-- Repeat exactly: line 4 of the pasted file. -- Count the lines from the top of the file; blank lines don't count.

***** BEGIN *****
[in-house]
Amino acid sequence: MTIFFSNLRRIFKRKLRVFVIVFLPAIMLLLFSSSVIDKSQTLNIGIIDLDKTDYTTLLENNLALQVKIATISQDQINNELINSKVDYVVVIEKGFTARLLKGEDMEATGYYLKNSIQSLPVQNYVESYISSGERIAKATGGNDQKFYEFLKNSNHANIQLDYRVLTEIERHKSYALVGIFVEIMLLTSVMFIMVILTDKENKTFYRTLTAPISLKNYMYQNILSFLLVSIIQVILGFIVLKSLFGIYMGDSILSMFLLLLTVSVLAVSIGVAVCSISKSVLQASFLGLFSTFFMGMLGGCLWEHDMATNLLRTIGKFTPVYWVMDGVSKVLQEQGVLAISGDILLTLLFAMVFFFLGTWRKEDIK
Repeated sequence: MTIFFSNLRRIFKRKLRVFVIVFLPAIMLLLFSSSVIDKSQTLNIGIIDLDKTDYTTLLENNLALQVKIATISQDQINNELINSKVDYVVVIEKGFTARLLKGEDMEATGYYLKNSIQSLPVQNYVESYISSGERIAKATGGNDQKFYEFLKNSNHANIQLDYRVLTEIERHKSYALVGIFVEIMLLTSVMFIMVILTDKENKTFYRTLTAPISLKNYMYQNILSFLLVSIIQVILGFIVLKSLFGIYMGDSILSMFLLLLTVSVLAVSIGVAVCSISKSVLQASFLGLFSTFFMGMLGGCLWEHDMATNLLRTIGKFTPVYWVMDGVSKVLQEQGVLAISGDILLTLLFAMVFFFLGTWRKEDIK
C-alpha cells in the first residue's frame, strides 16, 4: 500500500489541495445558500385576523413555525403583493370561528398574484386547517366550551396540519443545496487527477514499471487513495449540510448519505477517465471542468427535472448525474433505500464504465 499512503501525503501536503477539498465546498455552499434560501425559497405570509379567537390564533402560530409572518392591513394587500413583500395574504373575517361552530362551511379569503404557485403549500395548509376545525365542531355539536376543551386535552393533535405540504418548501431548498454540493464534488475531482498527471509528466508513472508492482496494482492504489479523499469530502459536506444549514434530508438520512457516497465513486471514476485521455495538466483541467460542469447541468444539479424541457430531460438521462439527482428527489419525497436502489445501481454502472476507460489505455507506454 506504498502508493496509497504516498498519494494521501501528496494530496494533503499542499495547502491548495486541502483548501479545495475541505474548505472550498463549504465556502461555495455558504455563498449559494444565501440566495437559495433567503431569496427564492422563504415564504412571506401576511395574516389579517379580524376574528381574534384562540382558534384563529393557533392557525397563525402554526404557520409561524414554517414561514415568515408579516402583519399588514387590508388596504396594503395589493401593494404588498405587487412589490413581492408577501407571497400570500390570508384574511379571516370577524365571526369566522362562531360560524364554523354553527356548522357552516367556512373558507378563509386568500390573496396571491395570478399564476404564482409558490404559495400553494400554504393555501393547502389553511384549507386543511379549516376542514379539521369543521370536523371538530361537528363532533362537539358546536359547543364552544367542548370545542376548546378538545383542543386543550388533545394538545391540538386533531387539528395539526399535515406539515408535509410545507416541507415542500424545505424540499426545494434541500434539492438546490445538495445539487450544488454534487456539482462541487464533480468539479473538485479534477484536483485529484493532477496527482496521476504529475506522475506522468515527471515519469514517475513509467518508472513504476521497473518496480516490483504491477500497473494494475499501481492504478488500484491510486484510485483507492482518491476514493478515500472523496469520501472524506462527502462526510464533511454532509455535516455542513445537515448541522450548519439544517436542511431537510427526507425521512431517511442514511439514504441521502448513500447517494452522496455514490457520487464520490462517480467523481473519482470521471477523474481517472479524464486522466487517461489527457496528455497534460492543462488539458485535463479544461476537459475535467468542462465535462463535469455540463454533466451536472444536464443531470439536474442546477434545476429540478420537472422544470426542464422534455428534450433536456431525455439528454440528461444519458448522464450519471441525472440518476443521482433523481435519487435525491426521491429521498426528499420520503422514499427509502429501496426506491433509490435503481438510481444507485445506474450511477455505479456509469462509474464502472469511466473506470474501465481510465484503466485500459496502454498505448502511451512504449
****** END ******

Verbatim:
C-alpha cells in the first residue's frame, strides 16, 4: 500500500489541495445558500385576523413555525403583493370561528398574484386547517366550551396540519443545496487527477514499471487513495449540510448519505477517465471542468427535472448525474433505500464504465 499512503501525503501536503477539498465546498455552499434560501425559497405570509379567537390564533402560530409572518392591513394587500413583500395574504373575517361552530362551511379569503404557485403549500395548509376545525365542531355539536376543551386535552393533535405540504418548501431548498454540493464534488475531482498527471509528466508513472508492482496494482492504489479523499469530502459536506444549514434530508438520512457516497465513486471514476485521455495538466483541467460542469447541468444539479424541457430531460438521462439527482428527489419525497436502489445501481454502472476507460489505455507506454 506504498502508493496509497504516498498519494494521501501528496494530496494533503499542499495547502491548495486541502483548501479545495475541505474548505472550498463549504465556502461555495455558504455563498449559494444565501440566495437559495433567503431569496427564492422563504415564504412571506401576511395574516389579517379580524376574528381574534384562540382558534384563529393557533392557525397563525402554526404557520409561524414554517414561514415568515408579516402583519399588514387590508388596504396594503395589493401593494404588498405587487412589490413581492408577501407571497400570500390570508384574511379571516370577524365571526369566522362562531360560524364554523354553527356548522357552516367556512373558507378563509386568500390573496396571491395570478399564476404564482409558490404559495400553494400554504393555501393547502389553511384549507386543511379549516376542514379539521369543521370536523371538530361537528363532533362537539358546536359547543364552544367542548370545542376548546378538545383542543386543550388533545394538545391540538386533531387539528395539526399535515406539515408535509410545507416541507415542500424545505424540499426545494434541500434539492438546490445538495445539487450544488454534487456539482462541487464533480468539479473538485479534477484536483485529484493532477496527482496521476504529475506522475506522468515527471515519469514517475513509467518508472513504476521497473518496480516490483504491477500497473494494475499501481492504478488500484491510486484510485483507492482518491476514493478515500472523496469520501472524506462527502462526510464533511454532509455535516455542513445537515448541522450548519439544517436542511431537510427526507425521512431517511442514511439514504441521502448513500447517494452522496455514490457520487464520490462517480467523481473519482470521471477523474481517472479524464486522466487517461489527457496528455497534460492543462488539458485535463479544461476537459475535467468542462465535462463535469455540463454533466451536472444536464443531470439536474442546477434545476429540478420537472422544470426542464422534455428534450433536456431525455439528454440528461444519458448522464450519471441525472440518476443521482433523481435519487435525491426521491429521498426528499420520503422514499427509502429501496426506491433509490435503481438510481444507485445506474450511477455505479456509469462509474464502472469511466473506470474501465481510465484503466485500459496502454498505448502511451512504449